Journalism sure has changed a lot in the past two years. Journalism has changed as an industry and in terms of my own career.
The last time I was working in a newsroom was in 2008. Back then I was working as a staff photojournalist in Kansas City. Now I find myself a graduate student interning as a reporter. Instead of driving around town taking photographs I now sit behind a desk typing on a keyboard. Don’t get me wrong, there are definitely perks to being a reporter. For one, I finally get my own desk, computer and telephone. For years I often worked from a laptop in my vehicle using only a cell phone to communicate.
I also finally get to experience journalism from a words point-of-view. In undergrad my love of words was expressed in my creative writing classes. I often found the journalism style of writing to be bland and dry. However, I am now rediscovering that writing for newspapers and other media outlets does not have to be that way. News and information is readily available everywhere, things are more niche and media outlets are trying to stand out from the crowd. In fact, in my short career in journalism there have been many things that have changed.
I first picked up a camera in college in 2002 when I was a sophomore. I was the first photographer on our campus newspaper staff to use the new digital camera. In 2005, I was hired as a photojournalist at the Kansas City Star. A year later, a video camera was thrust into my hands. It was the start of what I like to call the “multimedia craze” because suddenly everyone in the newsroom was expected to shoot video. However, I liked multimedia and video and continue to embrace it. Then a year later, the recession hit and layoffs began.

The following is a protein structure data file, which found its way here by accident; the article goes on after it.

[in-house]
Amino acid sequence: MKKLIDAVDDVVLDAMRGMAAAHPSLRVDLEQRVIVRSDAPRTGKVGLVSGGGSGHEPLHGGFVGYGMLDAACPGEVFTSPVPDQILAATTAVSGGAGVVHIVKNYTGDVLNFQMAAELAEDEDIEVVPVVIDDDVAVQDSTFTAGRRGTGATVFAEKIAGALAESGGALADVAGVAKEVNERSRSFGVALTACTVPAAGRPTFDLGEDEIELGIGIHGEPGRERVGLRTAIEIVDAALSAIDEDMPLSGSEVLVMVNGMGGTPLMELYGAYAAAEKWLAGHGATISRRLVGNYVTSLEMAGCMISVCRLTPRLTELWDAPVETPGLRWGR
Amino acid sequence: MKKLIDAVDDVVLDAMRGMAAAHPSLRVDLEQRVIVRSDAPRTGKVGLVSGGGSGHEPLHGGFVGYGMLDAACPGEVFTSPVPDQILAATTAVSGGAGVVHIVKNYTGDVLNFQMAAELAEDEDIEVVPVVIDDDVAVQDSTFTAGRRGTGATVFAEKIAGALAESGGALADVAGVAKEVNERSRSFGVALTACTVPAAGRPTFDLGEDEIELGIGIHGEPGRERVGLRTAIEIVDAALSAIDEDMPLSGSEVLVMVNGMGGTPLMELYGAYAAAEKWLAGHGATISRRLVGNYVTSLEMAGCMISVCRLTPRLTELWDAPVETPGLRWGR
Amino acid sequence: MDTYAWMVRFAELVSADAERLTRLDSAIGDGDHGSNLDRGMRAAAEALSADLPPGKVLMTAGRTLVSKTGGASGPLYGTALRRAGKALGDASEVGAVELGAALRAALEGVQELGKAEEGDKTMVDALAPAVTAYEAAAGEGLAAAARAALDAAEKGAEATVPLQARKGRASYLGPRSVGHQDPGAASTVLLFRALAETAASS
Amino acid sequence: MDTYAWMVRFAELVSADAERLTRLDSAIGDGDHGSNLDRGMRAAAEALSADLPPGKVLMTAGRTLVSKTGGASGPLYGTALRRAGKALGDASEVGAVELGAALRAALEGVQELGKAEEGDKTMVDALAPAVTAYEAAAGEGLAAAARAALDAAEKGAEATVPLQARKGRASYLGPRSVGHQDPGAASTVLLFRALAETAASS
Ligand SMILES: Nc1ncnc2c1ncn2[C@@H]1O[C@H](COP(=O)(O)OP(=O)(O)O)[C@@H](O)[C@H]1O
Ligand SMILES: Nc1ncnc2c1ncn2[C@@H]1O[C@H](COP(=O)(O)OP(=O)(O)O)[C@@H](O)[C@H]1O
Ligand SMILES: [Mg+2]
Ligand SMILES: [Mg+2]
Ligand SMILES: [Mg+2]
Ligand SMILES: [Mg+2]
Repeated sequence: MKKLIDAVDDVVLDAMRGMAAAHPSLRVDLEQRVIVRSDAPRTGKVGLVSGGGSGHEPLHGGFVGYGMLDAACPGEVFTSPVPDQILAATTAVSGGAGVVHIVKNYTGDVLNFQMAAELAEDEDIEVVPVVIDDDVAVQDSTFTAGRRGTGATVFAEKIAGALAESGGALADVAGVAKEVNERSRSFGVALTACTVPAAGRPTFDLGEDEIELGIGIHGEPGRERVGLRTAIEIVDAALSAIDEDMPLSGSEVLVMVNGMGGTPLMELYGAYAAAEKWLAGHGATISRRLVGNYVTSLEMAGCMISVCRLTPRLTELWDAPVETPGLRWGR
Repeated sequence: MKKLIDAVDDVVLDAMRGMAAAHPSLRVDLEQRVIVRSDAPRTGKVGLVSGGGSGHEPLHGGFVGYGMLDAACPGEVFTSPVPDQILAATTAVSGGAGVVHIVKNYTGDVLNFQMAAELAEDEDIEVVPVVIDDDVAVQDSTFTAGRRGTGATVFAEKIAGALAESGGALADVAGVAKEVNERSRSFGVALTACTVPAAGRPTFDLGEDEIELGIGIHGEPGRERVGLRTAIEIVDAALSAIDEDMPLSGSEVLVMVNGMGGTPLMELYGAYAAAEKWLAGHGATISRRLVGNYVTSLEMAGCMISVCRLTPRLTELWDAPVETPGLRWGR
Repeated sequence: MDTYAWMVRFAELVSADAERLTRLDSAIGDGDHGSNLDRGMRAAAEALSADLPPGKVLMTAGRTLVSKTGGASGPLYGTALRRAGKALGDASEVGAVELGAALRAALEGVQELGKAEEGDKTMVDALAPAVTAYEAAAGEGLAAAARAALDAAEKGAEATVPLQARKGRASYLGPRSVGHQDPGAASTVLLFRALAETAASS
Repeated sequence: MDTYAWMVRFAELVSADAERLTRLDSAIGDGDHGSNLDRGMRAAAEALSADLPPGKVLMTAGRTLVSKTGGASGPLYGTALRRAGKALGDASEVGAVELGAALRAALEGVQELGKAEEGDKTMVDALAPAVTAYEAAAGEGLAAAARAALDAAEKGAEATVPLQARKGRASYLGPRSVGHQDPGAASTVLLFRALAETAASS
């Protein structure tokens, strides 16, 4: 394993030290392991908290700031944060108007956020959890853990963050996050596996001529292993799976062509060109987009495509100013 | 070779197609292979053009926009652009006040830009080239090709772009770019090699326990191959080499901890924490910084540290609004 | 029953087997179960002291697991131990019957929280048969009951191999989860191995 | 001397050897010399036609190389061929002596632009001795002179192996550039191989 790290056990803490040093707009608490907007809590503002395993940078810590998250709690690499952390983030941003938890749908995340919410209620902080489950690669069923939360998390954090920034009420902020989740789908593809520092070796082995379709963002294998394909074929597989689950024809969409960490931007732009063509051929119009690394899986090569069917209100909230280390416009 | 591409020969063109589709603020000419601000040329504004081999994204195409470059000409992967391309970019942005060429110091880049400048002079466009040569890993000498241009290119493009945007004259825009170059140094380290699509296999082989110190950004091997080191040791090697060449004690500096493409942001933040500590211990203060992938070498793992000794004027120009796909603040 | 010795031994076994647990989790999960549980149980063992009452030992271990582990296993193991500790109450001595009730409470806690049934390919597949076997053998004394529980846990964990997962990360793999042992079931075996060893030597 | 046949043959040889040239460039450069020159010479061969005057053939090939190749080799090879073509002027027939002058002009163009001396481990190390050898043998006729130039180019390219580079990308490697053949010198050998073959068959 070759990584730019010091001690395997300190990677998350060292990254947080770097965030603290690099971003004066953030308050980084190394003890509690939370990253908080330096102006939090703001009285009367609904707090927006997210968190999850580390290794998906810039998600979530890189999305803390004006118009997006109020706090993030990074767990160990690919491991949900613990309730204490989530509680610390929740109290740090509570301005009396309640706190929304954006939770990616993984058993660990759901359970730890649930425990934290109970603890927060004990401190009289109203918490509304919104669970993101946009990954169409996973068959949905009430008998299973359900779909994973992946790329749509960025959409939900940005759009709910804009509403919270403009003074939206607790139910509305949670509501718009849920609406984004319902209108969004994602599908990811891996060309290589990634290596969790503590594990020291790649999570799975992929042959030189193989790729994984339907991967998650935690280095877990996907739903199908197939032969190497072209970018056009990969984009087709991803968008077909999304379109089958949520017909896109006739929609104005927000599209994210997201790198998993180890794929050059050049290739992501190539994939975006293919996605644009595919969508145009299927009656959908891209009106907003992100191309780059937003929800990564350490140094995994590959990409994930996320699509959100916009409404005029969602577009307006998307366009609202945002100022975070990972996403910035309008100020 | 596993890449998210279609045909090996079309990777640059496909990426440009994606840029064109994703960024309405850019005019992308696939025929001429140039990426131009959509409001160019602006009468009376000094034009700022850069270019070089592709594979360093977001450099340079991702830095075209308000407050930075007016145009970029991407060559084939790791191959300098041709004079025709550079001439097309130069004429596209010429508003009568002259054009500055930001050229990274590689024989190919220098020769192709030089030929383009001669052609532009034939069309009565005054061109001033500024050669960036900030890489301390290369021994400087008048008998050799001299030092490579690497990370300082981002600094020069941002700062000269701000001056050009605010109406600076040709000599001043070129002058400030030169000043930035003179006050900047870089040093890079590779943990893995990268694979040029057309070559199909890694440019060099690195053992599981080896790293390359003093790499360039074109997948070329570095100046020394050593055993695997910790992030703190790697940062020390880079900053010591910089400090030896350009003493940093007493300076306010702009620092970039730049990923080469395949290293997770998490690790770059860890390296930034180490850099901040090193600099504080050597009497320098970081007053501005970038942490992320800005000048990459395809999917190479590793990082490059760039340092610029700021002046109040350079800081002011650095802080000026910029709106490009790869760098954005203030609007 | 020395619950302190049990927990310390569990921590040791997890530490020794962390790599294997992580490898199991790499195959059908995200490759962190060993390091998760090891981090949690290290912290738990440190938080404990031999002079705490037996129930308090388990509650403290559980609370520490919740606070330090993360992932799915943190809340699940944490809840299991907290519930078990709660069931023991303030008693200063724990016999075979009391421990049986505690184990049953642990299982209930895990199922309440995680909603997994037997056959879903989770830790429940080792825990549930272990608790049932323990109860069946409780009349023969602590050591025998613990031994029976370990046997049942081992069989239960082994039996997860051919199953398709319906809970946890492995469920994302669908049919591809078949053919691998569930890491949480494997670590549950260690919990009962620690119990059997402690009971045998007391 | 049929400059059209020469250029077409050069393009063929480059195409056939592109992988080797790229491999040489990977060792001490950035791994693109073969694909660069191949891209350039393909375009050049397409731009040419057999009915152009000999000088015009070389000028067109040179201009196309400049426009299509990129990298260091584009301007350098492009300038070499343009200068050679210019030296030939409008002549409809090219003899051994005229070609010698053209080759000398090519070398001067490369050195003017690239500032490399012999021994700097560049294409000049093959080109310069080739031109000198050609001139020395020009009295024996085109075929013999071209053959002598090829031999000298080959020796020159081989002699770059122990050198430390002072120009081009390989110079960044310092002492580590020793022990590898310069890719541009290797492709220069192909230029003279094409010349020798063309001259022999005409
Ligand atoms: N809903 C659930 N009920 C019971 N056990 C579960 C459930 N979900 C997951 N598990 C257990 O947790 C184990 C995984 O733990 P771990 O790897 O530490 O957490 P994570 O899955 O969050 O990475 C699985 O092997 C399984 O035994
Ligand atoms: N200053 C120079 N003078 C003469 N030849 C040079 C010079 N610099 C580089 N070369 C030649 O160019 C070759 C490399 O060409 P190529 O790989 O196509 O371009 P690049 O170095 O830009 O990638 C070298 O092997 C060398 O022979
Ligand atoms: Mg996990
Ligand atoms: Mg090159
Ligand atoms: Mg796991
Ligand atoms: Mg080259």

People that had worked at the newspaper for years were suddenly gone. Whispers of layoffs that started as rumors were later solidified into reality during department meetings. It was at this time I decided to return to school to learn the art of reporting and writing.
The atmosphere in journalism at that time was you needed to be a jack of all trades. Today that trend is still evident, but now newsrooms have embraced social media and networking. As an intern at the Oklahoman we are expected to have a Facebook and Twitter profile. At my other internships prior to my first full-time job, these might have been discouraged and seen as a waste of time. Now these social sites are encouraged and utilized. We are even required to write blogs like this one chronicling our experiences here at the newspaper.
Journalism certainly has changed since my first days in undergrad to my first job and now my first internship as a reporter. First of all, I never anticipated working on the words side of journalism. I never saw myself picking up a video camera and learning how to edit. And I never predicted someday I would be expected to tweet, post and blog as a journalist.
I know I haven’t been in the journalism game that long, but I wonder what changes will come in journalism and my career in the next 10 years.